When this title by Jennifer Robson was reviewed by a member of our Book Club I knew I had to read it. You don’t have to be a fan of the royal family to enjoy this historical novel about Queen Elizabeth’s wedding gown and the fascinating women who made it.
Ann Hughes and Miriam Dassin are embroiderers working at the famous Mayfair owned by Norman Hartnell who is renowned for designing clothing for the Queen and princesses.
Told from three perspectives – one current and two post WWII – I was mesmerised as I read about how the dressmakers worked so hard to create the Queen’s famous wedding dress. I was compelled at the same time to search for images of the finished gown so that I could see for myself the detailed embroidery described in the novel. The gown with its elaborate embroidery was decorated with sequins, crystals and 10,000 seed pearls. It was made in under three months and took 350 women working in secrecy to complete.
The novel is rich in details about the society and culture of England post WW11 and the country’s efforts to regain its footing in a tough new economic and political era. The people are just getting by and many things such as sugar, butter, bacon, meat, and tea are being rationed. Hardships and the grief of loss abound, but the announcement of the royal wedding of Princess Elizabeth to Philip Mountbatten helps to lift the country from its despair.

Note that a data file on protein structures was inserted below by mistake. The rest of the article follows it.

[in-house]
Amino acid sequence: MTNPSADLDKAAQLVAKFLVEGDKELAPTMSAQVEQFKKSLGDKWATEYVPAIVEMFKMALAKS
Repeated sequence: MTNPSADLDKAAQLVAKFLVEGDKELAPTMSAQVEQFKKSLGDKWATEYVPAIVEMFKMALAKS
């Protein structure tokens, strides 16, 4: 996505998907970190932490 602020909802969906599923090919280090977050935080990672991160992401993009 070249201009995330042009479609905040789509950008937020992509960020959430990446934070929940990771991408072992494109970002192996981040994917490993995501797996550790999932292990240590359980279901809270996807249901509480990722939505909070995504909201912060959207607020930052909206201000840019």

While the main characters in the book do not exist in real life, real characters and some known facts about the making of the wedding gown are interwoven with fictional ones and the author’s imagination to create a storyline that makes for a captivating read. I highly recommend reading the author’s note at the end as it provides a good context into her writing process.
Sylvia Cooling – Programs and Events Coordinator